March 12, 2012
churlish (adjective)
\CHER-lish\ Hear it!
What does it mean?
: rude or grumpy
How do you use it?
Curtis, who had forgotten his lunch and then got lost in the museum, was a bit churlish on the way home from the field trip.
Are you a word wiz?

The adjective "churlish" was formed from the noun "churl." What do you think "ceorl" -- the Old English ancestor of "churl" -- meant?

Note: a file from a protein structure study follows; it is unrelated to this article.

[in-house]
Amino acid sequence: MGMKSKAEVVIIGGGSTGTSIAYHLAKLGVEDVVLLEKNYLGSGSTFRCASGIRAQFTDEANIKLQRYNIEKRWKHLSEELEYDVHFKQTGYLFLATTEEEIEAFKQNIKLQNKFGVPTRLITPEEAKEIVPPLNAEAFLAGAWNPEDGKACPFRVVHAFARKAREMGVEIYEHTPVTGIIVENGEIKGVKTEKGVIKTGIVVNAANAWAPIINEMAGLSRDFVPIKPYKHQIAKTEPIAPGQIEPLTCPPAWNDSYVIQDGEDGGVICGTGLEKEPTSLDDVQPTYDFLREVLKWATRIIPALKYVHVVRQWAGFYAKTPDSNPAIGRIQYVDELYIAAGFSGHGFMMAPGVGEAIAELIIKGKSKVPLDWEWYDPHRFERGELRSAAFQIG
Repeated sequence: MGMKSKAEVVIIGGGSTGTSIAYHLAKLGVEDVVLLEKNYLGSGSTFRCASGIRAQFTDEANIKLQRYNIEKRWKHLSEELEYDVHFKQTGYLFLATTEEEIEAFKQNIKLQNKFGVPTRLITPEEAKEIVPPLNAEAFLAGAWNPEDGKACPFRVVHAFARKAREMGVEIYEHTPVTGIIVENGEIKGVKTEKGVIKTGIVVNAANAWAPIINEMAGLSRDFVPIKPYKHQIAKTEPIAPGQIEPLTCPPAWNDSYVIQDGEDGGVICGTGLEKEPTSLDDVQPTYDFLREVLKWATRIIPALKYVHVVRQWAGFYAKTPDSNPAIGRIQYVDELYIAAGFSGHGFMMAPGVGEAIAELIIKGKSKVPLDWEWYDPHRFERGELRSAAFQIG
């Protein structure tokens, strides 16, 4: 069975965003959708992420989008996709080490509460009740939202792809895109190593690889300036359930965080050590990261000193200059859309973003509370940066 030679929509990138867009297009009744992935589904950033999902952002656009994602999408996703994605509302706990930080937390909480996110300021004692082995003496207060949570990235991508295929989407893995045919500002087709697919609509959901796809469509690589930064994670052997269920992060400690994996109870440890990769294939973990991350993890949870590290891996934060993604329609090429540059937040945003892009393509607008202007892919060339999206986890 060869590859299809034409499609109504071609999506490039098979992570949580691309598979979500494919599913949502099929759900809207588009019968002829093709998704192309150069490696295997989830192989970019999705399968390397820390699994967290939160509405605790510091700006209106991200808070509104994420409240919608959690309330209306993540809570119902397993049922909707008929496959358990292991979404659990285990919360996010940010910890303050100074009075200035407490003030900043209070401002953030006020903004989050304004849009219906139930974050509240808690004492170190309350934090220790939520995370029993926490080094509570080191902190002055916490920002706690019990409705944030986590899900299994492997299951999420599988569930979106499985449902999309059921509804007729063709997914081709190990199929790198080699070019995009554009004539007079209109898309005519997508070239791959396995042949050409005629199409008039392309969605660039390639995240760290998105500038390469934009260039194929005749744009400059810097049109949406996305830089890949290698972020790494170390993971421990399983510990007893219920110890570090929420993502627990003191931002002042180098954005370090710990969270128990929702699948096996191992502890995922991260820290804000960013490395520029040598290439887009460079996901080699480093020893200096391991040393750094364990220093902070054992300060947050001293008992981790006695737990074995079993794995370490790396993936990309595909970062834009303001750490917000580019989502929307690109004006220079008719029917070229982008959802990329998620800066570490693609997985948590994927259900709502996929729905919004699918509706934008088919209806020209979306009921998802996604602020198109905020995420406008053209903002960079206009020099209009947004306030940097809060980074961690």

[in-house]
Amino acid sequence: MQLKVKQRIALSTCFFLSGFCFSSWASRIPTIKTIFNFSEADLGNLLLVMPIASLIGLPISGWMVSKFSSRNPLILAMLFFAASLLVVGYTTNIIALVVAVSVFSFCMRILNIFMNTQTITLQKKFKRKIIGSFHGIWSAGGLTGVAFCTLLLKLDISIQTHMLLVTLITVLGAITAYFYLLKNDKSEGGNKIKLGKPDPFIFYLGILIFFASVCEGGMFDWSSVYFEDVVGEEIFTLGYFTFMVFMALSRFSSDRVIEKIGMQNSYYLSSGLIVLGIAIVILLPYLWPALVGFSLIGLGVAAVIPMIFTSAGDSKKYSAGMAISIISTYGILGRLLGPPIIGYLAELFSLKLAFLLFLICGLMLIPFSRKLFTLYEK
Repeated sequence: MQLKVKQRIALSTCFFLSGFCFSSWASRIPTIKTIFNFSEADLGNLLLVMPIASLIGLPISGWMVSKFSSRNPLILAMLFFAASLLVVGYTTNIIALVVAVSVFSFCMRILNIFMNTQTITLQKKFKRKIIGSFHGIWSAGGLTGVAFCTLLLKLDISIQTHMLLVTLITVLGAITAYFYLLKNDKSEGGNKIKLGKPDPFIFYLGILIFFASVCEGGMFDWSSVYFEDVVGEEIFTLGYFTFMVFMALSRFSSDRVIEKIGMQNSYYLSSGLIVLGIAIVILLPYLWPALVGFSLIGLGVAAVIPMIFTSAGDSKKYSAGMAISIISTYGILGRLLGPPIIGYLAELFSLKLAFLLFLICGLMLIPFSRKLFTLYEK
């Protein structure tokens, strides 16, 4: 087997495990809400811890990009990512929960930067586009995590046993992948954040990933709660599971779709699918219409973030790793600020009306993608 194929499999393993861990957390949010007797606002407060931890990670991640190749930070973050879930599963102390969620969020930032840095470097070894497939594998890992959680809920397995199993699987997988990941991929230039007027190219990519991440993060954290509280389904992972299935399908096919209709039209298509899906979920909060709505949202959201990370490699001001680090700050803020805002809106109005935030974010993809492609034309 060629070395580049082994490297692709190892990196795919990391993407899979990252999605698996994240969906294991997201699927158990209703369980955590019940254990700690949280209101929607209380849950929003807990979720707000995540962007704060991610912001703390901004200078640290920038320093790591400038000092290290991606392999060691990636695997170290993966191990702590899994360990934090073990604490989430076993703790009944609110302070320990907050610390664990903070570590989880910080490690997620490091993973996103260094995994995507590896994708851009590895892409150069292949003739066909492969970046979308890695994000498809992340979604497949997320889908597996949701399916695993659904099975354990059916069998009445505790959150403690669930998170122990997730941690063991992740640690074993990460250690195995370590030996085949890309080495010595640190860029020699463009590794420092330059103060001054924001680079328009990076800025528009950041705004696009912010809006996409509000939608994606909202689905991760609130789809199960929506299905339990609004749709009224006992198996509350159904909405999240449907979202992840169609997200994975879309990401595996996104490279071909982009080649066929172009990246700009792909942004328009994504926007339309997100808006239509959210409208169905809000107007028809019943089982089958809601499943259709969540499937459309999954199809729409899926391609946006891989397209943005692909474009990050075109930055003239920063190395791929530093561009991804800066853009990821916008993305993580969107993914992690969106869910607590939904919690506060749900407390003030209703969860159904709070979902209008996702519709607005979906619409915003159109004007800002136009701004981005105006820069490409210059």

No need to be grumpy if you chose C! Before the 1100s, "churl" was spelled "ceorl" and it meant "man" or "husband." "Ceorl" also referred to a freeman of the lowest rank in Anglo-Saxon England, and soon after came to mean more generally a peasant. It was commonly thought men without rank who worked the land were vulgar, unlearned, and lacking in social graces. As a result, our word "churl" came to also mean "a rude or grumpy person," the sense most commonly used today. The adjective "churlish" soon followed, first referring to common men, and later to rude or grumpy behavior.
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